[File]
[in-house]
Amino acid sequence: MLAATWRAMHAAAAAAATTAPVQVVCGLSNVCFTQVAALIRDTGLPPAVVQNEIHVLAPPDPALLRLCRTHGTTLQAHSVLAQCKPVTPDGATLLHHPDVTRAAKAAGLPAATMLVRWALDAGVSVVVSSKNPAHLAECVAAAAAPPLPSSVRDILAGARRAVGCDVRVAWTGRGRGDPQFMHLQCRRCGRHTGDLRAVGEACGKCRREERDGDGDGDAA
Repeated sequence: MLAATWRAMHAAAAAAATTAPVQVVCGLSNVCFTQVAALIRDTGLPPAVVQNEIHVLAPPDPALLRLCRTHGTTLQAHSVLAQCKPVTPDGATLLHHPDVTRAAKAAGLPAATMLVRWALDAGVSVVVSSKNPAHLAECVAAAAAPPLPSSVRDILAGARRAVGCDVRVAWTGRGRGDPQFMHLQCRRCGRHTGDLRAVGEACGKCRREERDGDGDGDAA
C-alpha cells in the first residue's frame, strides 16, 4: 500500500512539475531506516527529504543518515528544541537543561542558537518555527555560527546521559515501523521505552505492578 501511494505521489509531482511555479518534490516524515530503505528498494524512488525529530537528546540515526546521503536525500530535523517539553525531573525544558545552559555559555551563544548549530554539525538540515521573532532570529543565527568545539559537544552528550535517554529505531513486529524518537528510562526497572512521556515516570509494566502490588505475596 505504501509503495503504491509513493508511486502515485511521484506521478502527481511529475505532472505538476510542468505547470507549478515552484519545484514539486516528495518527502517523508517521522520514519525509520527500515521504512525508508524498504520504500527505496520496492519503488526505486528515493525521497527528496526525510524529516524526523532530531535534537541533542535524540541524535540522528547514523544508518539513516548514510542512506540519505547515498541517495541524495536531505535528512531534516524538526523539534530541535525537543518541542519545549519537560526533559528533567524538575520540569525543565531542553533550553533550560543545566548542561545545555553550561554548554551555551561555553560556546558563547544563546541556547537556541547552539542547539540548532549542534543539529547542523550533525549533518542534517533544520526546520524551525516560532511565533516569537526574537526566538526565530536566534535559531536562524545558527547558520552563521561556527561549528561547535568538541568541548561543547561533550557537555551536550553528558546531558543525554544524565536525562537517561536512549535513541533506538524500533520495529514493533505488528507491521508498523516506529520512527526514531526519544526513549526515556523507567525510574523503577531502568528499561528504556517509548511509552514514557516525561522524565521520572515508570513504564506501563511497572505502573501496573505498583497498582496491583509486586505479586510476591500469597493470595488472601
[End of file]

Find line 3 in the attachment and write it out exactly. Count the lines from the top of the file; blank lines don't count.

Repeated sequence: MLAATWRAMHAAAAAAATTAPVQVVCGLSNVCFTQVAALIRDTGLPPAVVQNEIHVLAPPDPALLRLCRTHGTTLQAHSVLAQCKPVTPDGATLLHHPDVTRAAKAAGLPAATMLVRWALDAGVSVVVSSKNPAHLAECVAAAAAPPLPSSVRDILAGARRAVGCDVRVAWTGRGRGDPQFMHLQCRRCGRHTGDLRAVGEACGKCRREERDGDGDGDAA